Oil & Gas 360

By Tim Rezvan-EnerCom, Inc.

3Q earnings season is about to begin for the E&Ps, with large cap diversified operator Hess (NYSE: HES) and mid cap Permian pure play Matador (NYSE: MTDR) both on the docket for next week with calls on Wed 10/27.

EnerCom’s Pre-Earnings Thoughts on E&Ps: 2022 cost inflation transitioning from an “if” to a “how much” topic- oil and gas 360

Heading into earnings, commodity prices remain a much-appreciated tailwind to fund balance sheet healing and capital return initiatives. But service cost inflation looms as a big 2022 headwind, especially as the oil rig count continues to climb. The big three OFS players – Baker Hughes (NYSE: BKR), Halliburton (NYSE: HAL) and Schlumberger (NYSE: SLB) – all mentioned efforts to increase prices for upstream services in their earnings calls this week. We all expect the correlation between commodity prices and service costs to hold, but how high and how pervasive will that R-squared be?

 Breaking down the increase in oil rig count. The natural gas rig count has been remarkably flat since the end of 2Q21 (range of 98-104 rigs). Operators have shown tremendous restraint, reflecting: i) their view on the fragility of the rally, and ii) limited upside to CF generation from highly hedged production streams. But the oil rig count has increased 19% (+71) to 443 over that time. Almost half of that increase has come from the Permian (+31 to 267), with the rest being spread across the Eagle Ford (+7 to 38), Williston (+6 to 23), Cana Woodford (+5 to 22) and other basins.

The oil rig increase – it’s about excess cash flow, not lost capital discipline. We at EnerCom are firmly not in the camp that the increase in rigs shows waning capital discipline in the industry. We believe that activity increases on the margin reflect the windfall in cash flows from unhedged production, not a return of last decade’s irrational exuberance. In 2H21, WTI has averaged $72.50/b and Henry Hub has averaged $4.45/mcf (bid-week pricing to date), a far cry from the $45/$3 price deck used to underwrite 2021 budgets. We point to operators like Magnolia (NYSE: MGY), who were able to increase activity and still stay within their “capex to equal ~60% of EBITDA” mantra, due to an unhedged production stream.

Cost inflation – what to make of the chatter?  Anecdotal chatter with operators suggests that inflation is real, but we are hearing widely disparate views on the severity. Operators in shale areas outside of the Permian Basin highlighted more stable work forces, mitigating the largest potential driver of inflation, as well as a desire to maintain current levels of activity and continue to generate FCF. And most of these steady-state operators have seasoned procurement teams with supply chain time horizons extending out up to two years, offsetting spot pricing increases. These areas did not “boom” like the Permian did since 2016, so they did not have as much of a “bust,” in terms of a skilled labor exodus.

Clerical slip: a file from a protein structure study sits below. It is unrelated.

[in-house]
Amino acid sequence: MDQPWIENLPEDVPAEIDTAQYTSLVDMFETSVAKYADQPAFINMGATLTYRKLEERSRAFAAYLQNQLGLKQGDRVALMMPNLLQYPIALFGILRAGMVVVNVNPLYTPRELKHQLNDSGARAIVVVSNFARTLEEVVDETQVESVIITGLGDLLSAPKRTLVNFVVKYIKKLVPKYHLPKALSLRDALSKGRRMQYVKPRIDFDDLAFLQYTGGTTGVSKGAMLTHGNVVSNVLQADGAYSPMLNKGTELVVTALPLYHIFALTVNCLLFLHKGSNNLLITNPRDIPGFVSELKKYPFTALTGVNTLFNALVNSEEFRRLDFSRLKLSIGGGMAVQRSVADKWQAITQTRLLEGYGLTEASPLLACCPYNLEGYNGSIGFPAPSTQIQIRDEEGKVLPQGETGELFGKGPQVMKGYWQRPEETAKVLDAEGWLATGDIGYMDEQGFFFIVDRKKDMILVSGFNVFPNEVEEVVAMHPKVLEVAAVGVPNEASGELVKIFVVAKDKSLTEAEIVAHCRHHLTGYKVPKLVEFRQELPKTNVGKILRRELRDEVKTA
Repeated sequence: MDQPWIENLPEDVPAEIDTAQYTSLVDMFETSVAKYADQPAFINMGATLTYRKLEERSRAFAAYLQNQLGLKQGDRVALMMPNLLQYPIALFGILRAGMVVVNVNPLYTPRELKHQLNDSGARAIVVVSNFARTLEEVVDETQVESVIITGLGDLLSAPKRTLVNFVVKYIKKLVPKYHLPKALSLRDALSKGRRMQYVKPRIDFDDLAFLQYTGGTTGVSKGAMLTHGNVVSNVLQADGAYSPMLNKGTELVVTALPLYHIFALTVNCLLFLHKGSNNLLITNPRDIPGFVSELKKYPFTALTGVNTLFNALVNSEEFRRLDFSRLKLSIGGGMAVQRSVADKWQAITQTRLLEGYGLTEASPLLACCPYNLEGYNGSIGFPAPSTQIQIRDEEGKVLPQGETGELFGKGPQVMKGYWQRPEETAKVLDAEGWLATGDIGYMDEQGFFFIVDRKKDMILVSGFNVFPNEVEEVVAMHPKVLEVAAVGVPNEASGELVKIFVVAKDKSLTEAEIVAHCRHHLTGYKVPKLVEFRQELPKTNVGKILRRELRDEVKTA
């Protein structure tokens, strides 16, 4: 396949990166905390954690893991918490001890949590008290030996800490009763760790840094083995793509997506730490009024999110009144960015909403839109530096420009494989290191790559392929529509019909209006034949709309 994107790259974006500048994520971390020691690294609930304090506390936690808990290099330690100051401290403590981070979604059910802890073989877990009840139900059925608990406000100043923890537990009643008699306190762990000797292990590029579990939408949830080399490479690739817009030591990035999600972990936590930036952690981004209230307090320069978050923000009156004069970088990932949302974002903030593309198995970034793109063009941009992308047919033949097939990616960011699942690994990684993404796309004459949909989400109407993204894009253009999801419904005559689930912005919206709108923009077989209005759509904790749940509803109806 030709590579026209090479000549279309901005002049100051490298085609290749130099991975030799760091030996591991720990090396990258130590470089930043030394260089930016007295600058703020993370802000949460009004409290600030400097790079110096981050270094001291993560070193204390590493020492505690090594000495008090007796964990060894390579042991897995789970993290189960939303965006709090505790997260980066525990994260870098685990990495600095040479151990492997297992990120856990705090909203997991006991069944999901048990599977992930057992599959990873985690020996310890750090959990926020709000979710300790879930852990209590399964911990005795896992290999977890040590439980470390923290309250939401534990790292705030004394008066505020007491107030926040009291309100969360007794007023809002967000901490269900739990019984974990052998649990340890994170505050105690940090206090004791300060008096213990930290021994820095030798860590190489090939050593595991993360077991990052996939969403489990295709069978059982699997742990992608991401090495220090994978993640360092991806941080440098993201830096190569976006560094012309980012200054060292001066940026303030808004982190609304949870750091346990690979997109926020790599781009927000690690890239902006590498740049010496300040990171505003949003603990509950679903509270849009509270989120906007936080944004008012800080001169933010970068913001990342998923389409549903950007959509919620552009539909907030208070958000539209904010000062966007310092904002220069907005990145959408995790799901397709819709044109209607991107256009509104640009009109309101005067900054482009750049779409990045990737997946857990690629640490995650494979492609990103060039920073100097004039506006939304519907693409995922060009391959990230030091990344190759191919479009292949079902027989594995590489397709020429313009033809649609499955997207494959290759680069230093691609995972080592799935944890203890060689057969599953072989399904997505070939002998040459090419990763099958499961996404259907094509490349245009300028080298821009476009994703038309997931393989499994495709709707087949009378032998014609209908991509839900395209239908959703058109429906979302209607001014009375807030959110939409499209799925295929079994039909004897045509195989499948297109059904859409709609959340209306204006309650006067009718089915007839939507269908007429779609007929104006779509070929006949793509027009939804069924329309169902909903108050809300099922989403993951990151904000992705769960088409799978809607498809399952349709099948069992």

Will Permian be more acutely impacted? The incremental rig additions into the Permian (267 rigs today, +92 YTD, +31 in 2H21) bring the basin’s rig count back to an 18-month high. We expect the ramp to strain existing headcount and equipment limitations. As such, we will listen intently for Permian operators’ comments on the topic of service cost inflation. We await comments from Conoco (earnings call on 11/2), Diamondback (11/2), Pioneer (11/4) and Occidental (11/5) to get the large cap view. In addition to Matador, we will look for comments from Laredo Petroleum (11/3), Callon (11/4) and Centennial (TBD) to get the small/mid cap Permian pure play view.

 Other topics to listen for this quarter:

  • Efficiencies: Same story, different quarter. Operators continue to find ways to drill and complete horizontal wells more efficiently, especially with activity concentrated in well understood core areas with existing infrastructure. Most E&Ps have left 2021 drilling plans relatively unchanged, despite stronger pricing.  We hope to understand how changes in 2022 activity could aid or inhibit the ability of efficiency to offset service cost inflation.
  • Hedge losses: There will be blood. Lots of it. But it is an output of the commodity price recovery. And smaller operators with weaker balance sheets were forced into robust hedge positions from lending banks. But there will be companies who outperform/underperform peers, in terms of hedge impact. It will be an opportunity for some management teams to flex and highlight the relative attractiveness of their hedge books.
  • Borrowing base redeterminations: We have already seen some material increases to borrowing bases being announced. The resurgent strip, along with organic FCF generation across the industry, is improving liquidity. Increases in bank lines could be a precursor to another round of high yield debt issuances, as companies seek to get refinancings done ahead of a subsequent move up in rates.

Balance sheet improvement will vary across companies: Many of the highly levered names are substantially hedged at prices well below the strip.  Don’t be surprised to see balance sheets of levered names show less organic improvement than less leveraged peers.

Tim Rezvan, CFA is a Director at the energy consulting firm EnerCom, Inc. He has experience in sell-side equity research, asset management, corporate strategy, investor relations and ESG. Mr. Rezvan’s sell-side equity research experience in the E&P industry focused on leverage trends, full-cycle costs, emerging unconventional resource plays, M&A analysis and corporate governance. 

 EnerCom, Inc. is the energy industry’s leading communication experts.  We can help you with corporate strategy, ESG, media and government and stakeholder relations to effectively communicate your company’s story. Contact: [email protected]

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